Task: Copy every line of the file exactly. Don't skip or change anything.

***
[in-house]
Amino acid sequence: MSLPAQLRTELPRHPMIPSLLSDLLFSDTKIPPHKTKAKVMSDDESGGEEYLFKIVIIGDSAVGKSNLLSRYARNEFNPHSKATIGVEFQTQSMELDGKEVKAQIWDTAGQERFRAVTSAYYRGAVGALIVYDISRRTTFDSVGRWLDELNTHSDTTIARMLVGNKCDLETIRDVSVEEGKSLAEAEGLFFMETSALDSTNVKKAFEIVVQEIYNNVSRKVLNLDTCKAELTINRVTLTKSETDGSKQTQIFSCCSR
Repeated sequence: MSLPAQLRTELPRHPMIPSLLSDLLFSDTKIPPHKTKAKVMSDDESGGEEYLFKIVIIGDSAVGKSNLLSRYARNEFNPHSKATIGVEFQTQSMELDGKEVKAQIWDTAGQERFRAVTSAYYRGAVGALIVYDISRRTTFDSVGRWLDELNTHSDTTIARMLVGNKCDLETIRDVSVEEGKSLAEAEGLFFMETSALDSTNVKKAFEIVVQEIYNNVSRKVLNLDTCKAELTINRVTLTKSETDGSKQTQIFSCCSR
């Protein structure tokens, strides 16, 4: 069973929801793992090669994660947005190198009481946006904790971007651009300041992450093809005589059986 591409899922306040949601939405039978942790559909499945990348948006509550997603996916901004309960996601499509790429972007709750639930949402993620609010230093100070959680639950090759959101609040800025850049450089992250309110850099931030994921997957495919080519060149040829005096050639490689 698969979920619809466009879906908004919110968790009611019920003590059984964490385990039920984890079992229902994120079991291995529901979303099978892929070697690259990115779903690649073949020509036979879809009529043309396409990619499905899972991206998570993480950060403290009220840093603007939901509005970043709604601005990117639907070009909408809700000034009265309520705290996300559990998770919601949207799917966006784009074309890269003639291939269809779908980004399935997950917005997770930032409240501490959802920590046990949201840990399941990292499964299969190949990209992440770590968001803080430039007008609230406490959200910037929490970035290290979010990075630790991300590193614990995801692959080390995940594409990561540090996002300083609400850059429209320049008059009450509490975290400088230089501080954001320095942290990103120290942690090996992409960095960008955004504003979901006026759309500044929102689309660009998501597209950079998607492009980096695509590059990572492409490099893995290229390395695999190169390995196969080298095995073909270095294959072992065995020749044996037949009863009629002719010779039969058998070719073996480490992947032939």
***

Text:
[in-house]
Amino acid sequence: MSLPAQLRTELPRHPMIPSLLSDLLFSDTKIPPHKTKAKVMSDDESGGEEYLFKIVIIGDSAVGKSNLLSRYARNEFNPHSKATIGVEFQTQSMELDGKEVKAQIWDTAGQERFRAVTSAYYRGAVGALIVYDISRRTTFDSVGRWLDELNTHSDTTIARMLVGNKCDLETIRDVSVEEGKSLAEAEGLFFMETSALDSTNVKKAFEIVVQEIYNNVSRKVLNLDTCKAELTINRVTLTKSETDGSKQTQIFSCCSR
Repeated sequence: MSLPAQLRTELPRHPMIPSLLSDLLFSDTKIPPHKTKAKVMSDDESGGEEYLFKIVIIGDSAVGKSNLLSRYARNEFNPHSKATIGVEFQTQSMELDGKEVKAQIWDTAGQERFRAVTSAYYRGAVGALIVYDISRRTTFDSVGRWLDELNTHSDTTIARMLVGNKCDLETIRDVSVEEGKSLAEAEGLFFMETSALDSTNVKKAFEIVVQEIYNNVSRKVLNLDTCKAELTINRVTLTKSETDGSKQTQIFSCCSR
């Protein structure tokens, strides 16, 4: 069973929801793992090669994660947005190198009481946006904790971007651009300041992450093809005589059986 591409899922306040949601939405039978942790559909499945990348948006509550997603996916901004309960996601499509790429972007709750639930949402993620609010230093100070959680639950090759959101609040800025850049450089992250309110850099931030994921997957495919080519060149040829005096050639490689 698969979920619809466009879906908004919110968790009611019920003590059984964490385990039920984890079992229902994120079991291995529901979303099978892929070697690259990115779903690649073949020509036979879809009529043309396409990619499905899972991206998570993480950060403290009220840093603007939901509005970043709604601005990117639907070009909408809700000034009265309520705290996300559990998770919601949207799917966006784009074309890269003639291939269809779908980004399935997950917005997770930032409240501490959802920590046990949201840990399941990292499964299969190949990209992440770590968001803080430039007008609230406490959200910037929490970035290290979010990075630790991300590193614990995801692959080390995940594409990561540090996002300083609400850059429209320049008059009450509490975290400088230089501080954001320095942290990103120290942690090996992409960095960008955004504003979901006026759309500044929102689309660009998501597209950079998607492009980096695509590059990572492409490099893995290229390395695999190169390995196969080298095995073909270095294959072992065995020749044996037949009863009629002719010779039969058998070719073996480490992947032939």